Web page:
How to Host Friendsgiving

By Jennifer Kang

Friendsgiving seems like it would be easy to host, but as with most event planning, it’s much more difficult than you would expect. Here’s some advice from a girl who has experienced first-hand the trauma that can arise when planning a Friendsgiving.

1. Two-words: Festive Decorations. Friendsgiving isn’t Friendsgiving unless there are fall-themed plates, fake leaves on the table, or pumpkin placemats. It’s always a good idea to decorate or print festive name cards for each of your guests to personalize your guests experience. In honor of the “holiday”, ditch your Solo cups for champagne glasses, which are always a plus in my book. The aesthetics can make or break a Friendsgiving- and let’s be real here, cute decorations are a must for Insta-worthy backgrounds.

2. To make life easier, make the Friendsgiving a potluck-style dinner. Sure, supply a dish or two, but don’t be afraid to assign each of your friends to bring an appetizer, dish, or dessert. This puts less work on you, and creates a good variety of different dishes to ensure every guest has something that they will enjoy. Just make sure to coordinate in advance so you don’t end up with four different pumpkin pies!

3. Plan out the event early and try to coordinate everyone’s schedules. It’s rare that you will be able to accommodate everyone, but Friendsgiving is about celebrating friendship, so the more people that can attend, the merrier. Ask around to find a date and time during which most people are free, and let everyone know to save the date a few weeks in advance.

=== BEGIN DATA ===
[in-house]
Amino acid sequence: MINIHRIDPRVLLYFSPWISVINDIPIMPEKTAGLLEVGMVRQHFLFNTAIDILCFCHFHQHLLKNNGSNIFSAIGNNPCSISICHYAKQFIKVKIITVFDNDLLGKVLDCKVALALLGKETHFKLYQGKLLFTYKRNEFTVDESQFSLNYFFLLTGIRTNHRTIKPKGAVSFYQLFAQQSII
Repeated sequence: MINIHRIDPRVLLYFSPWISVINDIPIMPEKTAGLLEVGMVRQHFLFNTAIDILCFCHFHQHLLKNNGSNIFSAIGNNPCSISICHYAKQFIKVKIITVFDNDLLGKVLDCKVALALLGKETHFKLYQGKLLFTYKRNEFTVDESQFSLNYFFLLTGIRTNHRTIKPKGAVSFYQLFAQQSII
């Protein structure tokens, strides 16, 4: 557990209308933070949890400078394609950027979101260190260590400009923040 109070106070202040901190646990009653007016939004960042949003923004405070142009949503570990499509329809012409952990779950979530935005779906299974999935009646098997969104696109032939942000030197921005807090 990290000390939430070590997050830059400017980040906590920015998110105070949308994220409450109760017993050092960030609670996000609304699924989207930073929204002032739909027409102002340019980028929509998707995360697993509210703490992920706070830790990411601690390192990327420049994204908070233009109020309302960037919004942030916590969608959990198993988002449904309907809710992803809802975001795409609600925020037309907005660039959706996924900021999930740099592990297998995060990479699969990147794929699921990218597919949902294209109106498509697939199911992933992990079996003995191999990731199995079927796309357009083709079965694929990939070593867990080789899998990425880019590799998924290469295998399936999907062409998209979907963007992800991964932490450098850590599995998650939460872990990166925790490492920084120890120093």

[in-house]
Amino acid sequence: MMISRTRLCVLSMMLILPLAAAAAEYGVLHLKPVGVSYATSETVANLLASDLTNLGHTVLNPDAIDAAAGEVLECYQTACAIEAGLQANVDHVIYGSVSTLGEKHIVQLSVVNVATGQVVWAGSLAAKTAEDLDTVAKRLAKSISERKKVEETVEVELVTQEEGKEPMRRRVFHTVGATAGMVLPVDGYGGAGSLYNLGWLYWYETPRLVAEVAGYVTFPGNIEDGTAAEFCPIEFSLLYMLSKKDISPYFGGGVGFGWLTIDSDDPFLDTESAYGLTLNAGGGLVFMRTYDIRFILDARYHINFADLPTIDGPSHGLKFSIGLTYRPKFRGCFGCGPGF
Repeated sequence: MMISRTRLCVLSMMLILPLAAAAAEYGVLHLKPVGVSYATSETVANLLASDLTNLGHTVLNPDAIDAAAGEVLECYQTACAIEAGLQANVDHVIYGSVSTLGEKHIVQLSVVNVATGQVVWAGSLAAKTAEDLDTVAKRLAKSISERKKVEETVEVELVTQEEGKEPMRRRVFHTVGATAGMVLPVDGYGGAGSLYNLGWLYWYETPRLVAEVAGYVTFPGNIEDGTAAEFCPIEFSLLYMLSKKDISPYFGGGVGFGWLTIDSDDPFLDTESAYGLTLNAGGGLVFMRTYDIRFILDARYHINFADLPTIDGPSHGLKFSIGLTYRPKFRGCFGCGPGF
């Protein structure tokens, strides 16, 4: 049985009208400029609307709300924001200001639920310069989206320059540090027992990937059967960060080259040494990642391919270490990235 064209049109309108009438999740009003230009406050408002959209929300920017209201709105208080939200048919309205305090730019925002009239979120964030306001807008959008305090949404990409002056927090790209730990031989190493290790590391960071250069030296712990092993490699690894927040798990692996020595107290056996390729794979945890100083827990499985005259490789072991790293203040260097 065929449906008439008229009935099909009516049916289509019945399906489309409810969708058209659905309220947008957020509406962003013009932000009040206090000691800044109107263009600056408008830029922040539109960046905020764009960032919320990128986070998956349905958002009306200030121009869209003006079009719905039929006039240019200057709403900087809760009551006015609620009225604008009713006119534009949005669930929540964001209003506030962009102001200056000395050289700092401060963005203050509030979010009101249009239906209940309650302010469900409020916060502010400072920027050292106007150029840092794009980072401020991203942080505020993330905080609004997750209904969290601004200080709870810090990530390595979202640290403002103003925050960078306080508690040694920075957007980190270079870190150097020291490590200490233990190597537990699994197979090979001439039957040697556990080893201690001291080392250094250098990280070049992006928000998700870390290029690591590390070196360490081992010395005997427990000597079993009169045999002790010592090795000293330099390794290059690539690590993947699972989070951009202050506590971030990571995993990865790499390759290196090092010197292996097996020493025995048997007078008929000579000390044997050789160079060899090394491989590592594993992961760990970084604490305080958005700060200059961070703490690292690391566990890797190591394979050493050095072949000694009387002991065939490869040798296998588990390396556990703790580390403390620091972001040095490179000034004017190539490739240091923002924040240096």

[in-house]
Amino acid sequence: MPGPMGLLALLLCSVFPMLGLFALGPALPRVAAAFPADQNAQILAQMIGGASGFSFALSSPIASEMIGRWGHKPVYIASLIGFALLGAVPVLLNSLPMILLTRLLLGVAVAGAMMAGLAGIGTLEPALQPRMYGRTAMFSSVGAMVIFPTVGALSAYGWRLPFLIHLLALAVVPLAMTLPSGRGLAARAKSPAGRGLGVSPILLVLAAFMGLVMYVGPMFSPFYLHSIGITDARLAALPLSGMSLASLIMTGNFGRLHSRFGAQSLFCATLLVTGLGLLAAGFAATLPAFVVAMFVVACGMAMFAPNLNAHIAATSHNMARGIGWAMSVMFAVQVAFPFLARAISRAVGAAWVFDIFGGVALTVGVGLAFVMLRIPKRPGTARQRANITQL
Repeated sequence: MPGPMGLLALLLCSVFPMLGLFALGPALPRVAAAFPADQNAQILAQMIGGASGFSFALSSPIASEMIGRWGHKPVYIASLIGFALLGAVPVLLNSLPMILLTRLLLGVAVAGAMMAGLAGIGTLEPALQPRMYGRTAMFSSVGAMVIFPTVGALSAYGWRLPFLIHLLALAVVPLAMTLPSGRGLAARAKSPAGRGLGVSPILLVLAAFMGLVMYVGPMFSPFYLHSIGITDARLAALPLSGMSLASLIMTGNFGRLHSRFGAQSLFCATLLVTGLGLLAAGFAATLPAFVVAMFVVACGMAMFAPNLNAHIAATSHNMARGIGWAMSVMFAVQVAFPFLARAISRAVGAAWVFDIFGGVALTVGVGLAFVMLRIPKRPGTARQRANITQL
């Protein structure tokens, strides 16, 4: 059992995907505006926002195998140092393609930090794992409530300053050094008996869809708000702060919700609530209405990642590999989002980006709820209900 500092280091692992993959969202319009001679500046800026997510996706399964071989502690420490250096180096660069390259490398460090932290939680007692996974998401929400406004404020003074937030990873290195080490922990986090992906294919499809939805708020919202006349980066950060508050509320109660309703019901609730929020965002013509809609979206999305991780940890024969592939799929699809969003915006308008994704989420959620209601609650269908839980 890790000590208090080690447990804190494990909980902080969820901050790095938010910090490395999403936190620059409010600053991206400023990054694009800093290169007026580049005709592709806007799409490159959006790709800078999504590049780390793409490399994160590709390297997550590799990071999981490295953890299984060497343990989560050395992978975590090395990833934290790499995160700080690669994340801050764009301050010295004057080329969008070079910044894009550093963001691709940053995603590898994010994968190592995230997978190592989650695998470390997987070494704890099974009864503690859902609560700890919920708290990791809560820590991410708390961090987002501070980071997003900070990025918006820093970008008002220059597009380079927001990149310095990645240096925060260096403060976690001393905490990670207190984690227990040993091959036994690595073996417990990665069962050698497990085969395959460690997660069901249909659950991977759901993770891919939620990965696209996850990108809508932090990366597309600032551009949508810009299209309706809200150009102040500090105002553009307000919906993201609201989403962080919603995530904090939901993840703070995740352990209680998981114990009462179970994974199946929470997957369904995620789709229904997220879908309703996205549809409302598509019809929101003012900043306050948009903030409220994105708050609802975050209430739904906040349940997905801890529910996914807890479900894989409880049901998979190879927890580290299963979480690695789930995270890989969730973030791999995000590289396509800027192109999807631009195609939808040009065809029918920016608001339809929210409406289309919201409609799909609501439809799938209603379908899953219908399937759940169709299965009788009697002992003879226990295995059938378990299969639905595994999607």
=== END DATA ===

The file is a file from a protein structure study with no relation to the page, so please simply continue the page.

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4. Anticipate people coming at different times. There will always be guests that come before the food is even in the oven, and there will always be the last-minute stragglers who show up after everyone is already done eating. Don’t get frustrated or annoyed; Friendsgiving is a time to celebrate each other and just spread the love, man. Just give them a warm welcome, and always have extra food on hand.

5. Plan activities to do after eating or while waiting for food. This should be your backup plan just in case conversation somehow dies down. It could be anything from playing a movie in the background to playing a game like Cards Against Humanity.

Use these tips to help plan the event of the season! Even if you’re not planning Friendsgiving, you can use this knowledge in the future, or to help out a friend. Although it’s a lot of work, it’s worth it at the end of the night. Good luck on planning a great Friendsgiving, and just enjoy spending the time with good friends and good food.